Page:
So we needed a system that let one marble pass if there is two else it there is none out.
Here’s what we came up with.

One marble: no output
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Two marbles: one output
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XOR

The XOR was a bit more complicated because the inputs had to be at the exact same time.

So how do we model an XOR? Simple!

If you have one marble than it pass
If you have two marbles then they should cancel out

We imagined that it would be quite simple to have them cancel out. Put a path only large enough for one marble and when they arrive they collide and keep each other falling in the path. The problem is that they have to be in perfect synchronization and even when it’s the case they bounce and usually they get out anyways.

We still managed to make one but it was so unreliable that we decided to move on and to just let it be as a prototype as we might not need it at the end.

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Half-Adder

AND and XOR gates we would have needed 16 AND gates, 16 XOR gates and 4 OR gates which would have made it just way too big and we didn’t have to make all those.

half adder circuit

That’s where thinking the gates in common terms comes handy, for a Half-Adder it would be:

If there is one marble: make it fall in the first output
If there is two marbles: make one of them fall in the second output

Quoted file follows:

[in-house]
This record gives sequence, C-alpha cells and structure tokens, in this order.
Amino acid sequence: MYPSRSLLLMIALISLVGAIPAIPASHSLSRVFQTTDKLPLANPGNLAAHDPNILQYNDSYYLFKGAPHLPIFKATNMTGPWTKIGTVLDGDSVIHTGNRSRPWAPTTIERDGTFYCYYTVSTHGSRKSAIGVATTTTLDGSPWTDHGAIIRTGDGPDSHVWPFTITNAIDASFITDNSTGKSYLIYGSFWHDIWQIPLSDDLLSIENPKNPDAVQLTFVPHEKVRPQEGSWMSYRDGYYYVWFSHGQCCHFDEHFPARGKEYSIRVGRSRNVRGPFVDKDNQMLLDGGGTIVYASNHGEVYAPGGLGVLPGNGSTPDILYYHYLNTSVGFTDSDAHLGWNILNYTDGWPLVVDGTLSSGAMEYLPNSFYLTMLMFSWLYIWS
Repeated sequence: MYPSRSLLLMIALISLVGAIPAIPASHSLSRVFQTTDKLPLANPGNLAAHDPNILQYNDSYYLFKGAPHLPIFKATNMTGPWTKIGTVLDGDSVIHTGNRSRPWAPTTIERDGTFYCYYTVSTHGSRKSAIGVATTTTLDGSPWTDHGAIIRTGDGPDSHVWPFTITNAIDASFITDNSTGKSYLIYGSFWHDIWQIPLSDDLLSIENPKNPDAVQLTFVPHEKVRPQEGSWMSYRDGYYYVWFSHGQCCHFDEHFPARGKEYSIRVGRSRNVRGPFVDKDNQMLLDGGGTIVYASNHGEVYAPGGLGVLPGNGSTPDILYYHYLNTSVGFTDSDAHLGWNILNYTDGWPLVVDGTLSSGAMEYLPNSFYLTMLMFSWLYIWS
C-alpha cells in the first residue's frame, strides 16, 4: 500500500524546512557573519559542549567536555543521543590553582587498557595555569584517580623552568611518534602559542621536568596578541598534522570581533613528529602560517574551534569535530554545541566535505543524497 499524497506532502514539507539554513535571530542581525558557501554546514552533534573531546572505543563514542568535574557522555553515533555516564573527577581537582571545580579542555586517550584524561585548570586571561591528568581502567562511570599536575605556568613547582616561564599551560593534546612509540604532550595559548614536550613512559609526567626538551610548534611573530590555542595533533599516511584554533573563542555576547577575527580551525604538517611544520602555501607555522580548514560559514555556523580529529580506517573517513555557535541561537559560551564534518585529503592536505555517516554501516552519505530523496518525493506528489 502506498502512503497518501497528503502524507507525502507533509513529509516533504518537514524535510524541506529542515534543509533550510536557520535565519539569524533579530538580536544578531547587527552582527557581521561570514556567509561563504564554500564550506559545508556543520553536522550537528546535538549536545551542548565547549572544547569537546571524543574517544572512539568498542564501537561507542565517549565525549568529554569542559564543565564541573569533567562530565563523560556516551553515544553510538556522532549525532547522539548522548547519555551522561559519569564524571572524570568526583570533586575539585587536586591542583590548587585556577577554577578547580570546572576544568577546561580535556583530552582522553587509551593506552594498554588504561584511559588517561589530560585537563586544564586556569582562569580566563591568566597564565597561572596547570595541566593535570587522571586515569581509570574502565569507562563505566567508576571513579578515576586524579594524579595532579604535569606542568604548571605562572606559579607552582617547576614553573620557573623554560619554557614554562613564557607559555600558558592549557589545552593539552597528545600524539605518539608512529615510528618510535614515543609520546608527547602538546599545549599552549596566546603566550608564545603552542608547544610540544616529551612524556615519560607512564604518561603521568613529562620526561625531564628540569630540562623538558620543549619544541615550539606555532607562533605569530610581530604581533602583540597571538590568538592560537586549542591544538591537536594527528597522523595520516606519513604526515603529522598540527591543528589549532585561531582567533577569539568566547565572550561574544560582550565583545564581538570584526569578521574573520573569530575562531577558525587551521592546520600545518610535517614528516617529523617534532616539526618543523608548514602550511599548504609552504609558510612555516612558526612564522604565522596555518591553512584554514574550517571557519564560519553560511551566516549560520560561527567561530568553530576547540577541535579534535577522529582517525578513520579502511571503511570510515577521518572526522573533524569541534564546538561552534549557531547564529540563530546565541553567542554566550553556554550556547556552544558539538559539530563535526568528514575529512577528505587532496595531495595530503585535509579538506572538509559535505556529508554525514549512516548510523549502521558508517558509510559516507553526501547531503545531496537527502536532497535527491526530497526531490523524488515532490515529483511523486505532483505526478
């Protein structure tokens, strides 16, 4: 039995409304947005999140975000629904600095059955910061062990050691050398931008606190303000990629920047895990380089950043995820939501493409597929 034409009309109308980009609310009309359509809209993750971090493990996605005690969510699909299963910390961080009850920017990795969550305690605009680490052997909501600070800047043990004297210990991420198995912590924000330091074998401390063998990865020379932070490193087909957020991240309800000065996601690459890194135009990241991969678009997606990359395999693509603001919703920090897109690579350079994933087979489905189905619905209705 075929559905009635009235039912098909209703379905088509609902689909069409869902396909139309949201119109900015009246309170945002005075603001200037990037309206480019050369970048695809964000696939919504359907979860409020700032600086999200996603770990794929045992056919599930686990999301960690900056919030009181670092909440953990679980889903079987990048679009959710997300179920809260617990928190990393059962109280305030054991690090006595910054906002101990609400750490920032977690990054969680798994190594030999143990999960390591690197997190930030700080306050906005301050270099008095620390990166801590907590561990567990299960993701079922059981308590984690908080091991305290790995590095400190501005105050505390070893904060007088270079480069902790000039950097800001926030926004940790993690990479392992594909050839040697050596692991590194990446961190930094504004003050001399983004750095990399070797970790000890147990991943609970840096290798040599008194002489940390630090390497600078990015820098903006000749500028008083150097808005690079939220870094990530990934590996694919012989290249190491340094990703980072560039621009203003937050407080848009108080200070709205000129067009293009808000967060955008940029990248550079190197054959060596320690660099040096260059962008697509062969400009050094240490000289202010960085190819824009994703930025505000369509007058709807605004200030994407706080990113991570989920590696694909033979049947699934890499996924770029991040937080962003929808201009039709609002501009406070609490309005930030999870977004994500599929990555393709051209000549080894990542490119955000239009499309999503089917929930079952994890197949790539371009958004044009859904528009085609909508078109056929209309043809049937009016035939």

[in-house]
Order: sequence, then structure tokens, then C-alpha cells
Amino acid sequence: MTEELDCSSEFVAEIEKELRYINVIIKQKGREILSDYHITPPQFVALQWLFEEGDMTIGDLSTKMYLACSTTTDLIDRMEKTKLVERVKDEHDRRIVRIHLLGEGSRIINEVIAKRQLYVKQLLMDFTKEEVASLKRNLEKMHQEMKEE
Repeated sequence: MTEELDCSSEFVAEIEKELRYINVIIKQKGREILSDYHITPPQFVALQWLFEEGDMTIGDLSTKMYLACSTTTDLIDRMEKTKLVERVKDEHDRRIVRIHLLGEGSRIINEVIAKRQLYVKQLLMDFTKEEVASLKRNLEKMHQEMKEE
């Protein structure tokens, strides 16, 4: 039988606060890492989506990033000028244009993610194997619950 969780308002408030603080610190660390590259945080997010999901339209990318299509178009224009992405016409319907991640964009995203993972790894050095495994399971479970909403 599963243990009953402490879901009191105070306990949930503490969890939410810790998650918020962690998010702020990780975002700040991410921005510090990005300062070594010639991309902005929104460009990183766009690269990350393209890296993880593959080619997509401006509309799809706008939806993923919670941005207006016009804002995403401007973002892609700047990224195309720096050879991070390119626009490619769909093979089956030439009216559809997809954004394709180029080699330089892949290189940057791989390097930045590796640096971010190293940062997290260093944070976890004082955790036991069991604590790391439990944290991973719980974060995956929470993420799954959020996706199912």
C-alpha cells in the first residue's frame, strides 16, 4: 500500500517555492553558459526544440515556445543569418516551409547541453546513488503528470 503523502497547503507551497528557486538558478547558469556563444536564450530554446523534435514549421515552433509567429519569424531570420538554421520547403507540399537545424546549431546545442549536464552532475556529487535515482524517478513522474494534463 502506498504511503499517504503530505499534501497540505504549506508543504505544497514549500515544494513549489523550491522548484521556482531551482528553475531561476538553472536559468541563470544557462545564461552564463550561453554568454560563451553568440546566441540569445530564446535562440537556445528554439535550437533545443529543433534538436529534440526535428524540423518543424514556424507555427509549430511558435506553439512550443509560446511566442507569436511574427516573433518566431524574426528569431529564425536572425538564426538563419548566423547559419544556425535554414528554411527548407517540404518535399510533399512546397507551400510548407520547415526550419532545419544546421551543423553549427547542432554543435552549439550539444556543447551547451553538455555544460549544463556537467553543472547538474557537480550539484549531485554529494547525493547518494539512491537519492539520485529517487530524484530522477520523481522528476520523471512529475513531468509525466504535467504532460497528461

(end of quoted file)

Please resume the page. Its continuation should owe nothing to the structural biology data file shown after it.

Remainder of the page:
It actually wasn’t too hard to make one. The first marble flip a little piece of cardboard, so if there is a second marble it fills fall in a hole. That second marble lands on another flip which block the first one.

For one marble you can see it fall in the 1 path

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For two marble you can see it fall in the 2 path

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The one begin the sum and the two begin the carry.

Full Adder

A Full-Adder is normally made of two Half-Adder and one OR gate. We were really surprised to see that we could make one by modifying only slightly our Half-Adder. In common term the Full-Adder is the same as a Half-Adder apart that if there is a third marble, then it should fall in the 1 path.

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If there is one marble: make it fall in the first output
If there is two marbles: make one of them fall in the second output